PhotoAs part of its wholesale rollback of Obama-era legislation, Congress is looking at voiding safeguards that control methane gas leakage from oil and natural gas installations on public lands controlled by the Bureau of Land Management (BLM).

Methane gas is a major contributor to global warming, and critics of the proposal say that eliminating the rules would be the equivalent of adding 950,000 vehicles to the road. 

“Congressional Republicans have shown once again that they're more interested in profiting Big Oil than protecting average Americans. The BLM Methane Rule is a cost-effective, common-sense approach to controlling the waste and pollution created by oil and gas companies,” said New York Attorney General Eric Schneiderman.  “A Congressional rollback of this rule would be an annual handout of millions of dollars to oil and gas companies, paid for by taxpayers and at the expense of New Yorkers' and Americans' health, safety, and environment."

Schneiderman and a number of other attorneys general, the California Environmental Protection Agency, and the Oregon Department of Environmental Quality co-signed a letter to Senate Majority Leader Mitch McConnell and Senate Minority Leader Chuck Schumer asking them to block any rollback of existing safeguards. 

"All reasonable precautions"

At issue is the Mineral Leasing Act, which obligates the federal government to ensure that companies on BLM land “use all reasonable precautions to prevent waste of oil or gas.”

Last November, the BLM finalized its regulations to reduce the waste of gas from flaring, venting, and leaks from oil and gas production, but now a Congressional Review Act resolution threatens to void those regulations.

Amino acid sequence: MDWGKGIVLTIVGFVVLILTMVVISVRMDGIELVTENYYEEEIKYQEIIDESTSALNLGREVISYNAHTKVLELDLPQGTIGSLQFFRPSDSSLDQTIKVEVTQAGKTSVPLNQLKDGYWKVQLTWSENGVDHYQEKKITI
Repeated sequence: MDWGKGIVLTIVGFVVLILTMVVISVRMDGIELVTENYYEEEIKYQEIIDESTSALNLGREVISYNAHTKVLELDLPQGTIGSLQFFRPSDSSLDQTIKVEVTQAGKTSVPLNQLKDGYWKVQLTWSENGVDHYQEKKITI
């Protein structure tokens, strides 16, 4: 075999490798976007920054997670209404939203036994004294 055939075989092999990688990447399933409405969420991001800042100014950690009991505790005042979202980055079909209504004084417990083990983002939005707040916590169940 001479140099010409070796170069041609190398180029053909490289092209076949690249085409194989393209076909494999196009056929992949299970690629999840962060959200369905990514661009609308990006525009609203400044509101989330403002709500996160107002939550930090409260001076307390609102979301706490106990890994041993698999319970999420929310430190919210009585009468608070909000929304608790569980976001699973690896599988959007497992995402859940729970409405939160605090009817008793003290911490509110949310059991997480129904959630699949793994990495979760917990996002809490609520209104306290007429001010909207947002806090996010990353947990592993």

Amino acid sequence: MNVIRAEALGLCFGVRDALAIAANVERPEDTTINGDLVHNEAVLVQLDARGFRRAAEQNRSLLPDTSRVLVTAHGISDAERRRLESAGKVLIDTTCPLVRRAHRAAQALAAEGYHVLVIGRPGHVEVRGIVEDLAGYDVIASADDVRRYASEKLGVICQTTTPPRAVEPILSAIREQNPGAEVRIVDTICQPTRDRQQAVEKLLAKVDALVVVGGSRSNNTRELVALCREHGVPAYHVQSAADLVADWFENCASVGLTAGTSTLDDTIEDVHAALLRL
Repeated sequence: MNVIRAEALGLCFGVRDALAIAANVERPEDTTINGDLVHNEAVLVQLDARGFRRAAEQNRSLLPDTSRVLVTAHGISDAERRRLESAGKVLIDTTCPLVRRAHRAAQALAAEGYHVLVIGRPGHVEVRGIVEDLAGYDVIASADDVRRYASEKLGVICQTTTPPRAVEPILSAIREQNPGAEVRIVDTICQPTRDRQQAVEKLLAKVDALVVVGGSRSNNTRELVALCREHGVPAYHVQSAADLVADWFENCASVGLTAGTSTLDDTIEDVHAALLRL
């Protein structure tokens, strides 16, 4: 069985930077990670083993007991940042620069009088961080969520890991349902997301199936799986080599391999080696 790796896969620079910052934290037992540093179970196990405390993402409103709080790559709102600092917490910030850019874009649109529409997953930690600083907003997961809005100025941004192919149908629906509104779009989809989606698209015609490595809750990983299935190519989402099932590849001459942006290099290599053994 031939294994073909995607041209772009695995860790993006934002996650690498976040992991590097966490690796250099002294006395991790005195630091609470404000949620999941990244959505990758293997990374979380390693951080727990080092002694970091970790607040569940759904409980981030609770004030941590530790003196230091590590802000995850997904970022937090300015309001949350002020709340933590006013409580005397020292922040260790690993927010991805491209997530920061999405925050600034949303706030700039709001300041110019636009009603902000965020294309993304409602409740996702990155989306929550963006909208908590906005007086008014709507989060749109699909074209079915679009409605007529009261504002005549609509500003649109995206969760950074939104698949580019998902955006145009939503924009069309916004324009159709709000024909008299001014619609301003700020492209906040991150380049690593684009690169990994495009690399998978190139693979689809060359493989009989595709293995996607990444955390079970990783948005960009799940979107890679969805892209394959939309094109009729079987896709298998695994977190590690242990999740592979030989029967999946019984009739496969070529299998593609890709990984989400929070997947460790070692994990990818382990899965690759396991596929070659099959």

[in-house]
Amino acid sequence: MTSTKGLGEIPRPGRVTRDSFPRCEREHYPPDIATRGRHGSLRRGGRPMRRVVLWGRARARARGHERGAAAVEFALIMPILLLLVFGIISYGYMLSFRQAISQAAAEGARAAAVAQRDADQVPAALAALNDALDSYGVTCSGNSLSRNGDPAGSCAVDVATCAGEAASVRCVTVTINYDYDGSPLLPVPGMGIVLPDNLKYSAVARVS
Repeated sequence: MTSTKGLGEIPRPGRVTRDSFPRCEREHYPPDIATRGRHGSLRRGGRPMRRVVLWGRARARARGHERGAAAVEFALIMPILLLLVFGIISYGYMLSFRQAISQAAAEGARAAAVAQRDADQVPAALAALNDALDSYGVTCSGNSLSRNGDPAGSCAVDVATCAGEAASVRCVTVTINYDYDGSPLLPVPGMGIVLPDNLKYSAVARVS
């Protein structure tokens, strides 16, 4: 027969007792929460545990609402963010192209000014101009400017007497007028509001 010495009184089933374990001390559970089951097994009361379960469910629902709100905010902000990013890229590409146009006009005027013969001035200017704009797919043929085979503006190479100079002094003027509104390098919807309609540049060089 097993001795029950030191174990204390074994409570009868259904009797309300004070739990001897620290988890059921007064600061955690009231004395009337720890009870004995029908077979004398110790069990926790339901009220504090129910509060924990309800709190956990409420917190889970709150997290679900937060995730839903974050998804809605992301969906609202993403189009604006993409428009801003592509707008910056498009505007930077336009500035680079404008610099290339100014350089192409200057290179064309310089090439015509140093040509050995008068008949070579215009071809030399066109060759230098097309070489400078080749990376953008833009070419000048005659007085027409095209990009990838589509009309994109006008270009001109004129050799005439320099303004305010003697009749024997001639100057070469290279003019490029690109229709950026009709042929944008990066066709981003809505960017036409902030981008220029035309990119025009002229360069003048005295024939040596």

The BLM Methane Rule is estimated to save enough gas to supply about 740,000 households each year. Overall, the rule will reduce flaring by an estimated 49 percent and venting and leaks by roughly 35 percent, as compared to 2014 rates.

Eliminating the BLM Methane Rule would potentially result in an additional 180,000 tons of methane emissions per year, roughly equivalent to pollution of up to 950,000 vehicles—or roughly 2.5% of New York’s total annual emissions of greenhouse gases, the letter said.

Estimates from the Government Accountability Office predict that rolling back the BLM Methane Rule would cost states, tribes, and federal taxpayers as much as $23 million annually in royalty revenues that are lost to uncontrolled venting, flaring, and leaking. Overall, the rule can potentially save hundreds of millions over the next decade, including savings from the recovery and sale of natural gas and public health costs.

The states noted that if Congress eliminates a rule under the Congressional Review Act, that action blocks agencies from issuing similar rules, meaning that the measure being considered could permanently bar BLM from regulating resource waste, something it is required by law to do. 

Besides Schneiderman, attorneys general from Illinois, Massachusetts, New Mexico, Oregon, Rhode Island, and Vermont signed the letter. Schneiderman has initiated litigation along with states across the country to defend environmental and clean energy policies, including the Clean Power Plan, the “Waters of the U.S.” rule, and EPA regulations to reduce emissions of methane in the oil and gas industry


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